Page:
ii) There had been prior incidents of heaters operating in close proximity to the birdcage scaffolds. They were known to Mr Henwood and to Mr Smith of Mueller, but were not reported either internally within Central or to Mr Jones, who was the Mueller employee responsible for the administration of the contract: see [13–68];

iii) Central acted in breach of its contractual obligations to carry out the works safely and to report prior incidents. Mueller acted in breach of its contractual obligation to isolate the heaters: see [69–106];

iv) No waiver or estoppel by convention is established: see [107–113 ];

v) Contributory negligence is inapplicable: see [114–119];

vi) Central's breaches of contract were an effective or dominant cause of the fire and Central is liable to Mueller for the consequences of the fire: see [120–129].

The Factual Background

The Parties


Both Mueller and Central are substantial and reputable concerns. In a promotional video, which was shown in opening, Mueller emphasises the high standards and technical competence of its operations. It had experienced and suitably qualified in-house mechanical and electrical engineers and technicians who carried out mechanical and electrical maintenance of the factory and its plant. They answered to Mueller's Engineering Manager, Mr Jones, who was ultimately responsible for the whole of the factory, its plant and equipment. He was very experienced and had worked his way up over the years, becoming Engineering Manager in 1998. It is a mark of the extent of his responsibilities that in his evidence he said that the administration of the roof refurbishment contract only amounted to about 5% of what he had to do. While the percentage was not exact, I accept that the contract formed only a small part of his responsibilities while it was being carried out.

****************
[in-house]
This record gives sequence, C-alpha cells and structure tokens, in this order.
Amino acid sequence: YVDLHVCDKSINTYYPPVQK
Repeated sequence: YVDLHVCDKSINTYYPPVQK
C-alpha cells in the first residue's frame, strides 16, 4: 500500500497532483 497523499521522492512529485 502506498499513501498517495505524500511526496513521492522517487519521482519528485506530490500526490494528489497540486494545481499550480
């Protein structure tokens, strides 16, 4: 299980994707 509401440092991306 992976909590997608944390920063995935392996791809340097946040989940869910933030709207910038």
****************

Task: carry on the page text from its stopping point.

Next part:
Central's promotional material emphasised its substantial size and experience, its accreditation by all relevant specialist bodies, its impressive client list and its commitment to operating to the highest standards of health and safety management. On the Mueller contract, its site manager was Mr Henwood, who had by then been involved in the roofing industry for over 40 years. He answered to Mr Thomas, a director of Central, who had particular responsibility for the health and safety aspects of projects undertaken by the company and who was responsible for the satisfactory delivery of the Mueller project.

The Contract


In May or June 2007, Mueller sent pre-construction information to Central 1. It did not specifically mention the gas heaters as a hazard. It identified Mr Jones as Mueller's point of contact. It said 2 that the Principal Contractor was to compile a Construction Phase Health and Safety Plan for the construction phase of the works which was to be sufficiently developed before the project could commence. The Principal Contractor was to develop the plan as part of his duties, in particular taking reasonable steps to achieve compliance with both the rules and recommendations of the plan and all legislation relevant to health and safety matters. The contractor's Health and Safety Plan was to remain an active document throughout the project.